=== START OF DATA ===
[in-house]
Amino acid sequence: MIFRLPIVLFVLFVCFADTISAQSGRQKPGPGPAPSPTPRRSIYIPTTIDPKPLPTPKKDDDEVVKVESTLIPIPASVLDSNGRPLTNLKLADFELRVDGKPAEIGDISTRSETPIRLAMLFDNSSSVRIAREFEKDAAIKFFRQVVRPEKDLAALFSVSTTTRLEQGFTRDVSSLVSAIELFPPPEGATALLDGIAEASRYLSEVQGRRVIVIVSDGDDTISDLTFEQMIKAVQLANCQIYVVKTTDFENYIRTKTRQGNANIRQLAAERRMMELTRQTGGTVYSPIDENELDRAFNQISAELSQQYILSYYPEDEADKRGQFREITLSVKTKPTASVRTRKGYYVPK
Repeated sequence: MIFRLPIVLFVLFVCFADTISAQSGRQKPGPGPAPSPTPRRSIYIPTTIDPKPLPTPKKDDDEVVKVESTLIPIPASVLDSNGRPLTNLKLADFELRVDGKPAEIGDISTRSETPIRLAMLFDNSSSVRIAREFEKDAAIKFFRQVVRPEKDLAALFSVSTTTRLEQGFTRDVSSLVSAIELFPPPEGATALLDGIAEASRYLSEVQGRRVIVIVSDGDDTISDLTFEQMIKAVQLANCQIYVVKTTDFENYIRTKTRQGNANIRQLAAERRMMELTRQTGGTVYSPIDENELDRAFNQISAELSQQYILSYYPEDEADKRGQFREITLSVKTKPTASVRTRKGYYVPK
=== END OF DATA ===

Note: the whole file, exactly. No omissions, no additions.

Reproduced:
[in-house]
Amino acid sequence: MIFRLPIVLFVLFVCFADTISAQSGRQKPGPGPAPSPTPRRSIYIPTTIDPKPLPTPKKDDDEVVKVESTLIPIPASVLDSNGRPLTNLKLADFELRVDGKPAEIGDISTRSETPIRLAMLFDNSSSVRIAREFEKDAAIKFFRQVVRPEKDLAALFSVSTTTRLEQGFTRDVSSLVSAIELFPPPEGATALLDGIAEASRYLSEVQGRRVIVIVSDGDDTISDLTFEQMIKAVQLANCQIYVVKTTDFENYIRTKTRQGNANIRQLAAERRMMELTRQTGGTVYSPIDENELDRAFNQISAELSQQYILSYYPEDEADKRGQFREITLSVKTKPTASVRTRKGYYVPK
Repeated sequence: MIFRLPIVLFVLFVCFADTISAQSGRQKPGPGPAPSPTPRRSIYIPTTIDPKPLPTPKKDDDEVVKVESTLIPIPASVLDSNGRPLTNLKLADFELRVDGKPAEIGDISTRSETPIRLAMLFDNSSSVRIAREFEKDAAIKFFRQVVRPEKDLAALFSVSTTTRLEQGFTRDVSSLVSAIELFPPPEGATALLDGIAEASRYLSEVQGRRVIVIVSDGDDTISDLTFEQMIKAVQLANCQIYVVKTTDFENYIRTKTRQGNANIRQLAAERRMMELTRQTGGTVYSPIDENELDRAFNQISAELSQQYILSYYPEDEADKRGQFREITLSVKTKPTASVRTRKGYYVPK